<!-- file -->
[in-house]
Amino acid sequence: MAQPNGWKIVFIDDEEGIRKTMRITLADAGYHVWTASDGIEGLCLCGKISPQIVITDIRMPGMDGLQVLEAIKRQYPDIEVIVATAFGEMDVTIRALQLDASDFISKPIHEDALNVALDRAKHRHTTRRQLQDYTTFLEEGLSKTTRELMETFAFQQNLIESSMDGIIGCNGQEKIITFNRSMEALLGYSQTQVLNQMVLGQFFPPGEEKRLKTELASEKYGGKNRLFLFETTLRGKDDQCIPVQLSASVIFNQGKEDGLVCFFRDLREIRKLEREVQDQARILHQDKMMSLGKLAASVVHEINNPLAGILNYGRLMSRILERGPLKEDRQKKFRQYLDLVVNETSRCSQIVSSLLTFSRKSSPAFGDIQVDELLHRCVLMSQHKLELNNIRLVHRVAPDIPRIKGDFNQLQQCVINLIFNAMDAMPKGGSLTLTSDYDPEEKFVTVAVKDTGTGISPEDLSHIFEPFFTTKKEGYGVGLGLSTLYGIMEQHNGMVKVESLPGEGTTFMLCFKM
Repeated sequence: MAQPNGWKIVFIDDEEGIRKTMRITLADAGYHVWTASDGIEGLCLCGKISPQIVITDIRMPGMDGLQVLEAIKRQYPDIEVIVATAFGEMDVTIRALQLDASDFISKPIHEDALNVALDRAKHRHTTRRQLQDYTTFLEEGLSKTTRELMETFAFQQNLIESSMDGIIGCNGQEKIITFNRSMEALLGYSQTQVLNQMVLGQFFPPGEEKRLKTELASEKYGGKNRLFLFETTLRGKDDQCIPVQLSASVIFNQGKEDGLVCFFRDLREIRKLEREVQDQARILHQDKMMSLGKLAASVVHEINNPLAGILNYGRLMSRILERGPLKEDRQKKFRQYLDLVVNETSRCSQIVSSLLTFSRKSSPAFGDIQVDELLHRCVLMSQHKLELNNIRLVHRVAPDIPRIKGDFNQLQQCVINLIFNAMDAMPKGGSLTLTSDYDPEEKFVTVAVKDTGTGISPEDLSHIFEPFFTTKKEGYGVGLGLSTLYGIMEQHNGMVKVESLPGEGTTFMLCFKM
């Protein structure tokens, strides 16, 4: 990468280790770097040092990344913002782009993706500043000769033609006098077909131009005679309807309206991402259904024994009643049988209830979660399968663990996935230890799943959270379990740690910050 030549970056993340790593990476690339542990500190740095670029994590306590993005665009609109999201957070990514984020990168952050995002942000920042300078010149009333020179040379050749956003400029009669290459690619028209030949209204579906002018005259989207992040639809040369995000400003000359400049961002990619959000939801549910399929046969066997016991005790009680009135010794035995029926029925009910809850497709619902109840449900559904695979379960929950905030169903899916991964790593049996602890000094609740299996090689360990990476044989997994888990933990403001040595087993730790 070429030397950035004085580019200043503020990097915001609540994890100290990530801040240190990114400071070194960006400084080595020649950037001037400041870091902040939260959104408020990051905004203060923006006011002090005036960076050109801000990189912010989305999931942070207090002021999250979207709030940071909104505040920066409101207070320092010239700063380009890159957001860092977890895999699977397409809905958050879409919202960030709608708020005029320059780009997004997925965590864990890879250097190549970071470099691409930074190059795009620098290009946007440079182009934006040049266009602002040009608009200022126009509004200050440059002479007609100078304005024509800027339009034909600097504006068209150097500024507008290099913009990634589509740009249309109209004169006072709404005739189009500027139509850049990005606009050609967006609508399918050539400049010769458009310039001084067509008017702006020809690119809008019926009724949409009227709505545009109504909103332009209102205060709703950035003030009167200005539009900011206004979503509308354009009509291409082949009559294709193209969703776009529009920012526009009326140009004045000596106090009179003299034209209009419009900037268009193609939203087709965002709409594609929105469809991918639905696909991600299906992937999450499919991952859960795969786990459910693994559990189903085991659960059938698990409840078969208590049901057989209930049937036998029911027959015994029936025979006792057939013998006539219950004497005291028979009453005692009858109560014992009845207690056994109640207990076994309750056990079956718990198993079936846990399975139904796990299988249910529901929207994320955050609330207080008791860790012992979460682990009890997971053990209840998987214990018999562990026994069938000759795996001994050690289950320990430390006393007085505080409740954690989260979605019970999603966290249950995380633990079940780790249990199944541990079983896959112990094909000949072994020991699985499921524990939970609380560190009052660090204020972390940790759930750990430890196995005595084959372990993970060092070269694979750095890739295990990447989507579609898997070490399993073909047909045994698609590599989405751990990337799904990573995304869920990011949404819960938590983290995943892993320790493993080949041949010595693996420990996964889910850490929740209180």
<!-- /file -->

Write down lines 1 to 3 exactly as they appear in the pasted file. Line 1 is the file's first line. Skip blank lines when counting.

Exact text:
[in-house]
Amino acid sequence: MAQPNGWKIVFIDDEEGIRKTMRITLADAGYHVWTASDGIEGLCLCGKISPQIVITDIRMPGMDGLQVLEAIKRQYPDIEVIVATAFGEMDVTIRALQLDASDFISKPIHEDALNVALDRAKHRHTTRRQLQDYTTFLEEGLSKTTRELMETFAFQQNLIESSMDGIIGCNGQEKIITFNRSMEALLGYSQTQVLNQMVLGQFFPPGEEKRLKTELASEKYGGKNRLFLFETTLRGKDDQCIPVQLSASVIFNQGKEDGLVCFFRDLREIRKLEREVQDQARILHQDKMMSLGKLAASVVHEINNPLAGILNYGRLMSRILERGPLKEDRQKKFRQYLDLVVNETSRCSQIVSSLLTFSRKSSPAFGDIQVDELLHRCVLMSQHKLELNNIRLVHRVAPDIPRIKGDFNQLQQCVINLIFNAMDAMPKGGSLTLTSDYDPEEKFVTVAVKDTGTGISPEDLSHIFEPFFTTKKEGYGVGLGLSTLYGIMEQHNGMVKVESLPGEGTTFMLCFKM
Repeated sequence: MAQPNGWKIVFIDDEEGIRKTMRITLADAGYHVWTASDGIEGLCLCGKISPQIVITDIRMPGMDGLQVLEAIKRQYPDIEVIVATAFGEMDVTIRALQLDASDFISKPIHEDALNVALDRAKHRHTTRRQLQDYTTFLEEGLSKTTRELMETFAFQQNLIESSMDGIIGCNGQEKIITFNRSMEALLGYSQTQVLNQMVLGQFFPPGEEKRLKTELASEKYGGKNRLFLFETTLRGKDDQCIPVQLSASVIFNQGKEDGLVCFFRDLREIRKLEREVQDQARILHQDKMMSLGKLAASVVHEINNPLAGILNYGRLMSRILERGPLKEDRQKKFRQYLDLVVNETSRCSQIVSSLLTFSRKSSPAFGDIQVDELLHRCVLMSQHKLELNNIRLVHRVAPDIPRIKGDFNQLQQCVINLIFNAMDAMPKGGSLTLTSDYDPEEKFVTVAVKDTGTGISPEDLSHIFEPFFTTKKEGYGVGLGLSTLYGIMEQHNGMVKVESLPGEGTTFMLCFKM